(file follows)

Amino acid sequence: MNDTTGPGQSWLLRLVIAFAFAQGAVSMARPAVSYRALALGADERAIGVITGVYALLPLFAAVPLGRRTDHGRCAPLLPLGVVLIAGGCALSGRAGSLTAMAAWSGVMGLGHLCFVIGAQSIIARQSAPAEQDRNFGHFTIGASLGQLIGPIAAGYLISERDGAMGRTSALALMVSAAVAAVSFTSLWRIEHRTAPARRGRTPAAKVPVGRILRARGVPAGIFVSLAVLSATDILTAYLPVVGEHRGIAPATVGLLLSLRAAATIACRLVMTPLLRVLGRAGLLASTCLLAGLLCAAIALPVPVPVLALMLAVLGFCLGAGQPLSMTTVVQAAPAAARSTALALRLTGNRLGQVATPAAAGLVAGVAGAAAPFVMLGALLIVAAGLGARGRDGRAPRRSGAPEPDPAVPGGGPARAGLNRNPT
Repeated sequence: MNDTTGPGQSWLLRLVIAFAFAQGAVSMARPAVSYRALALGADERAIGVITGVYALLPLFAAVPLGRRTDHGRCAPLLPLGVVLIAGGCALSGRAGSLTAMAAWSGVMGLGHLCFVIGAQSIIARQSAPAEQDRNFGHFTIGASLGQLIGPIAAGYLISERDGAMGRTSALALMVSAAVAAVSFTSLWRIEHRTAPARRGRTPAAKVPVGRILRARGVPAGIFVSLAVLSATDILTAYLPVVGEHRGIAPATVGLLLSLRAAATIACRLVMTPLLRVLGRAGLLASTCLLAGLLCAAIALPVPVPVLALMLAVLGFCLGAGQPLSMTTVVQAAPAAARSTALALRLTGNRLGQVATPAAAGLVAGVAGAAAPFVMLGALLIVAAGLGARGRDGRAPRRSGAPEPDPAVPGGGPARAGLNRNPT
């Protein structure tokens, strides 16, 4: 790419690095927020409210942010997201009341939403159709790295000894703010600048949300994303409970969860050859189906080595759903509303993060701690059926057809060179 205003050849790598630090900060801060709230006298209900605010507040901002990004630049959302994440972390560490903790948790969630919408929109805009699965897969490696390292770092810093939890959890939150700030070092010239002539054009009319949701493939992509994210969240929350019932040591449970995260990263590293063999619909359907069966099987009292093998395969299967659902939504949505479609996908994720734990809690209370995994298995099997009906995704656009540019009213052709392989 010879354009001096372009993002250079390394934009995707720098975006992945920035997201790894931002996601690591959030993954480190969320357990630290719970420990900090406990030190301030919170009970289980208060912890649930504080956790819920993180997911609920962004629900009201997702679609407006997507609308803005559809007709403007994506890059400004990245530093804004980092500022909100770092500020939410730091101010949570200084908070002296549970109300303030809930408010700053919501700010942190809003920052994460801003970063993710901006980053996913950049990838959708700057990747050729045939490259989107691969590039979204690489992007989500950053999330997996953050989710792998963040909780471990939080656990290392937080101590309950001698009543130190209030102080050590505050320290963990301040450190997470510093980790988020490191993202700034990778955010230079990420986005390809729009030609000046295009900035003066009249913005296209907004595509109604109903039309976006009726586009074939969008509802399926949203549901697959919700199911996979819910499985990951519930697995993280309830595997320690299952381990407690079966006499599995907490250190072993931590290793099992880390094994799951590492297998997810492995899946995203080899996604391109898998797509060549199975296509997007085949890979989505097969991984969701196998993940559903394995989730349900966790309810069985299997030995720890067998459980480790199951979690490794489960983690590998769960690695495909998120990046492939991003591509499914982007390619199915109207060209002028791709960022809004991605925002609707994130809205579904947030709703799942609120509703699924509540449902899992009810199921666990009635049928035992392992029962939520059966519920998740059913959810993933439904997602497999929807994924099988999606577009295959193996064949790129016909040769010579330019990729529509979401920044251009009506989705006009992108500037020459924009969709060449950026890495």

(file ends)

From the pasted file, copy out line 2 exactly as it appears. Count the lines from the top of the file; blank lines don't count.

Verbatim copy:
Repeated sequence: MNDTTGPGQSWLLRLVIAFAFAQGAVSMARPAVSYRALALGADERAIGVITGVYALLPLFAAVPLGRRTDHGRCAPLLPLGVVLIAGGCALSGRAGSLTAMAAWSGVMGLGHLCFVIGAQSIIARQSAPAEQDRNFGHFTIGASLGQLIGPIAAGYLISERDGAMGRTSALALMVSAAVAAVSFTSLWRIEHRTAPARRGRTPAAKVPVGRILRARGVPAGIFVSLAVLSATDILTAYLPVVGEHRGIAPATVGLLLSLRAAATIACRLVMTPLLRVLGRAGLLASTCLLAGLLCAAIALPVPVPVLALMLAVLGFCLGAGQPLSMTTVVQAAPAAARSTALALRLTGNRLGQVATPAAAGLVAGVAGAAAPFVMLGALLIVAAGLGARGRDGRAPRRSGAPEPDPAVPGGGPARAGLNRNPT